Chronic Illness: Playing Phone Tag with Doctors’ Offices

Because of chronic illnesses (fibromyalgia, Meniere’s disease, Raynaud’s, and IBS), I frequently contact my general practitioner, rheumatologist, ENT, and gastroenterologist.  Unfortunately, talking to someone alive the first go-round never happens.

My doctors work for large hospital systems. For patients, no direct lines to a specific doctor’s office exist. I call the main hospital phone, listen to an automated message, press a bunch of numbers, get transferred to the doctor’s nurse’s line, and leave a message.  

I completely sympathize. Medical professionals are overloaded just like teachers and can’t be constantly available therefore they use technology to filter and take messages.

Also, I’m not calling to get free medical advice over the phone. I see my gastroenterologist every six weeks and my rheumatologist and ENT every six months. I schedule these appointments weeks or months in advance because it takes weeks or months to actually get an appointment. When my health suddenly shifts and I need specialist care, I call to make an appointment and often none are available. That’s when I resort to phone tag with doctors’ nurses because my doctors have expressly stated I can call and they will help via phone.    

During the school year, it’s even harder to get in contact with doctors because I’m at work and in class before doctors’ offices open, I can’t call while I’m teaching, and my first break isn’t until 12:45 p.m. Then it normally takes an hour or two (or 24) for a return call.  (Again, I don’t expect an instantaneous return call. It’s like students expecting me to grade 100 five paragraph essays magically as soon as they get handed in. Not happening.)

And if I miss the return call, then it’s necessary to repeat the aforementioned process because 98 percent of the time my call is returned when:

  • I’m using the bathroom, and my phone is on the kitchen counter, halfway across the house;
  • I’m driving through a school zone (No I don’t have bluetooth in my car, and yes it is still legal in Louisiana to be on a handheld device while driving–but not in school zones.);
  • I’m in class, and answering phones while teaching is severely frowned upon. #TeacherProblems;  
  • It’s my off period, and I could answer my phone, but I don’t get service in my classroom so by the time I sprint to an area with service, I’ve missed the call.  
  • I’m speaking with a different doctor’s nurse, and it’s rude to say, “Can you hold on for a sec?”;
  • Little Thing, watching Youtube Kids, has my phone and hangs up purposely instead of answering;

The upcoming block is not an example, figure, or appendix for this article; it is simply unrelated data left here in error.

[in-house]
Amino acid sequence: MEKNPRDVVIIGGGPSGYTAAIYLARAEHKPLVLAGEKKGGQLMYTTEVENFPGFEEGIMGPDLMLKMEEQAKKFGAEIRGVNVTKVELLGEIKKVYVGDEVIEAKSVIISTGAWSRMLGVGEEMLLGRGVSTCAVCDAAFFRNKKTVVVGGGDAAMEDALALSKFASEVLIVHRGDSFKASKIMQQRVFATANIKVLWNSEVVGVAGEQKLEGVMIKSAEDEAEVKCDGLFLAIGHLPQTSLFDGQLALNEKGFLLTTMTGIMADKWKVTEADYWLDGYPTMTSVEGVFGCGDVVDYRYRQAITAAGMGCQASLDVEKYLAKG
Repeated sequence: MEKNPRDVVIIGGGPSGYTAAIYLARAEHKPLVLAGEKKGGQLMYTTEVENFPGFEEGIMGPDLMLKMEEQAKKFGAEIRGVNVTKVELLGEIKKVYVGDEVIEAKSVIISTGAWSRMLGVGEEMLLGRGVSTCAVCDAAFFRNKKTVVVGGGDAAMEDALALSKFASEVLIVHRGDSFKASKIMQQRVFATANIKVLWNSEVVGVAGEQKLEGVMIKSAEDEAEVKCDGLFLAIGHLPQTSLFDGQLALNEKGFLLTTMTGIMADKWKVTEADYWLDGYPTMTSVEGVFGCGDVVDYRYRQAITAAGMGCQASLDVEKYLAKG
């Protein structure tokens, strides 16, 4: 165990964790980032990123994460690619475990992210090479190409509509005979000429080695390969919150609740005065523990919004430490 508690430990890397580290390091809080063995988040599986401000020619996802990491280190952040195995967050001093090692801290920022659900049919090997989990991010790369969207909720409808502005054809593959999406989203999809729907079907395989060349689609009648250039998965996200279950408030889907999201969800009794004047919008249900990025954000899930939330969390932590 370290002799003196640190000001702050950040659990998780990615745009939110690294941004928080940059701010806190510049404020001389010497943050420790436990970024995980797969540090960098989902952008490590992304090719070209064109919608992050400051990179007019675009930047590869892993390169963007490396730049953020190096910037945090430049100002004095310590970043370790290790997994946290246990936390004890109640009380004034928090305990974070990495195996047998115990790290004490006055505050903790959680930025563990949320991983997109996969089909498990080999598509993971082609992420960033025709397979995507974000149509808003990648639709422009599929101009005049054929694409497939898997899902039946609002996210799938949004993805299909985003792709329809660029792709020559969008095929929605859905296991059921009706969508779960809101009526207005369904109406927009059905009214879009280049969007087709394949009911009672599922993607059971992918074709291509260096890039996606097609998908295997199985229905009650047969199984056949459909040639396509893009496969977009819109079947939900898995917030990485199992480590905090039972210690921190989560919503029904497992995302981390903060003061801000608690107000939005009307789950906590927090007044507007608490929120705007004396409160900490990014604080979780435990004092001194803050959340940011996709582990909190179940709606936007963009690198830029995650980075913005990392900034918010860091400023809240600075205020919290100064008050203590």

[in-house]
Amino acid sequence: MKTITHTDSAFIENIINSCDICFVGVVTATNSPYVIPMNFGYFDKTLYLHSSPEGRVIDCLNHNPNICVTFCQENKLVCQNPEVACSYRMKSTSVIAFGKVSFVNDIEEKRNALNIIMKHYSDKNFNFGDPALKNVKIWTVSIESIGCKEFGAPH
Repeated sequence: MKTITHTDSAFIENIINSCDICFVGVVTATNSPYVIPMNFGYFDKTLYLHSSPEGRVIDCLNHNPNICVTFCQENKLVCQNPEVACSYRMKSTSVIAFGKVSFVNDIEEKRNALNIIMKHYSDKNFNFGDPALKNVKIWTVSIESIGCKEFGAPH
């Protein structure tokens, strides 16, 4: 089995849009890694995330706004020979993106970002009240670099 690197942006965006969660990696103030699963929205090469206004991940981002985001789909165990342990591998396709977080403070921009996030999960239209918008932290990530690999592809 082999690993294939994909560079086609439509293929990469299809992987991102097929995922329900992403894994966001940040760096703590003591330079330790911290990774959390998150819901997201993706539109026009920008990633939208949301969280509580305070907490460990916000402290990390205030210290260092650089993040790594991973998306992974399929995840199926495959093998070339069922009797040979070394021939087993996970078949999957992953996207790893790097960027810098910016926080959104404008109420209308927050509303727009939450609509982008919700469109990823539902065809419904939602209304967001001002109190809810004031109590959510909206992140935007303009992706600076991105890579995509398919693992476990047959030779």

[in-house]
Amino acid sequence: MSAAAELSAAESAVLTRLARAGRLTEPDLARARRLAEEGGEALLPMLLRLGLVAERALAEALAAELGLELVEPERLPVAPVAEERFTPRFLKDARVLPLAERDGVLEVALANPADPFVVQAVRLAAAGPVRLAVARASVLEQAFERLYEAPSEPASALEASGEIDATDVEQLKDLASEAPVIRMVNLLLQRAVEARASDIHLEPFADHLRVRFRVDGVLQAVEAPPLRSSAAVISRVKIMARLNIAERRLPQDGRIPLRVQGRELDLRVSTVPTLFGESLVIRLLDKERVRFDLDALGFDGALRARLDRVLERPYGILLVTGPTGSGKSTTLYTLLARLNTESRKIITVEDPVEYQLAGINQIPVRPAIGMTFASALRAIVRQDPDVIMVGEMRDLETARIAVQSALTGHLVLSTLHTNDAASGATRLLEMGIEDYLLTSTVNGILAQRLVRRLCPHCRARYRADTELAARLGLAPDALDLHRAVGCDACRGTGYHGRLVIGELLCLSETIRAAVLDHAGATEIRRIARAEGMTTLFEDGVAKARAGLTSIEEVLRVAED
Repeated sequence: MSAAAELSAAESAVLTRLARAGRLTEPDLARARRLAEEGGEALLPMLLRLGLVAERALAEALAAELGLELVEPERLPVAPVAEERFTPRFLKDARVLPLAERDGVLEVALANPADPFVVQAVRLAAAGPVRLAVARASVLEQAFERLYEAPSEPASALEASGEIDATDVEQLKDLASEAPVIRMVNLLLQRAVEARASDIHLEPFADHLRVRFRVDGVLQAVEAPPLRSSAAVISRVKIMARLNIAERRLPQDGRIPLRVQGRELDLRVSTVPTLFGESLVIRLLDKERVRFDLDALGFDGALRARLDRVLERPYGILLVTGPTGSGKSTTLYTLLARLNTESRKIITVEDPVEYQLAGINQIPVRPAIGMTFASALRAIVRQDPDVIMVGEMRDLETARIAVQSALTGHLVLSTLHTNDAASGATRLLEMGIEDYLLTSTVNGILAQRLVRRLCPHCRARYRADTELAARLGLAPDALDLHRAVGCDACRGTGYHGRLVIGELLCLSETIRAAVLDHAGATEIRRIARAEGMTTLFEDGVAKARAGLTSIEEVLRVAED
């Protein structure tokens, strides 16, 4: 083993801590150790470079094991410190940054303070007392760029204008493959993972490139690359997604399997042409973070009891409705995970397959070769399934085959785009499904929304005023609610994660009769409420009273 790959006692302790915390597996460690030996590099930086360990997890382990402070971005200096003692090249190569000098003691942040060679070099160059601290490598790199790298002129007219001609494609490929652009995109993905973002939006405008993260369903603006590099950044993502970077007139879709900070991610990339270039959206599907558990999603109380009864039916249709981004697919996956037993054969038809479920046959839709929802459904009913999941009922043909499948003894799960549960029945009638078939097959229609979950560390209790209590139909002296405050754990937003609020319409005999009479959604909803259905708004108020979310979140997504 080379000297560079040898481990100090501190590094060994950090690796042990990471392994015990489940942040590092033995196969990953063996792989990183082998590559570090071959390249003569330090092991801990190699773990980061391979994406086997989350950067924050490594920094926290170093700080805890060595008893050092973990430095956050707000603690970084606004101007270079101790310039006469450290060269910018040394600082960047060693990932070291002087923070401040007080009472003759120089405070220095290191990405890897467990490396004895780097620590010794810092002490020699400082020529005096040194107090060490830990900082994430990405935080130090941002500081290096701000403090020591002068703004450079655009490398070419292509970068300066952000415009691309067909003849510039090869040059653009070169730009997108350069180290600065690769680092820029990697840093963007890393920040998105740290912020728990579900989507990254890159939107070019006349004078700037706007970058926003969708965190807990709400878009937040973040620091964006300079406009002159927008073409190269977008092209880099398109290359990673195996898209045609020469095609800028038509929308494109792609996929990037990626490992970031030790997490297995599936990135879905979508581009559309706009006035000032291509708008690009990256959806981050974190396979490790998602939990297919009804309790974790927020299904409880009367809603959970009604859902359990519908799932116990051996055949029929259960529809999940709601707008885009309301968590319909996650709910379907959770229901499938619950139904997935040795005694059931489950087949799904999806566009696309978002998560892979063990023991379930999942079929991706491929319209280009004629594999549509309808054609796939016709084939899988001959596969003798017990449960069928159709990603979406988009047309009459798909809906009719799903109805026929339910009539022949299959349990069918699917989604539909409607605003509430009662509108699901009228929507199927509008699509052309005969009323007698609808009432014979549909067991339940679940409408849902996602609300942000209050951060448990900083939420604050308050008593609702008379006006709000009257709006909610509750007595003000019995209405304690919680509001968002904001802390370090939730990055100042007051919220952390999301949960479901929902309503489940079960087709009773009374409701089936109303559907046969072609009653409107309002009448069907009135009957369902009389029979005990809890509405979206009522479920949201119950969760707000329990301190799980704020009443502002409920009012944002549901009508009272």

• I’ve accidentally left my phone in the car for two minutes;  
  • I’ve forgotten to switch my phone off silent after the workday ends or after I wake up;

OR

  • It’s 3:58 on a Friday afternoon, any bullet from above (except number three) conspires against me, and the doctor’s office closes at four–so I’m shit out of luck until Monday and the whole vicious cycle repeats.     

I hate playing phone tag with the doctor’s office. The whole process is a colossal fiasco.  

It’s 2018 people. I challenge the world to figure out a better way for doctors’ offices to communicate with patients.  A three or four phone call interaction per individual instance is comically ineffective.

(I’ve even tried direct messaging doctors’ offices through apps like MyChart, but I’ve never gotten a written message back. The nurse calls in response to the emailed message. Go figure.)

Surely the doctors’ nurses find themselves frustrated, too. Returning patient phone calls can’t be their only professional responsibility.

How much time and money are wasted per salaried professional because of calling the same patient repeatedly over the same issue?

Maybe it’s minimal, but the notion nags me–just like the fact that they’re never available when I am.    

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2 thoughts on “Chronic Illness: Playing Phone Tag with Doctors’ Offices

  1. Ugh, so very true! I hate phone tag, too. At least with calls from my GP, when I request one, it’s set for a certain day (rough time not specified, because that would be far too helpful!) so I glue my phone to me all day waiting for it, dreading the thought of missing it and starting the process of requesting a call and waiting another week for another waiting-on-tenterhooks day. Calls from anyone else, like the rheumie, well, who knows when I’d get a call back; like you, most likely when I’m in the loo or the shower or the car and I can’t answer! I feel your pain. You’re right, you would have thought this could be made easier for patients..!
    Caz x

    Liked by 1 person

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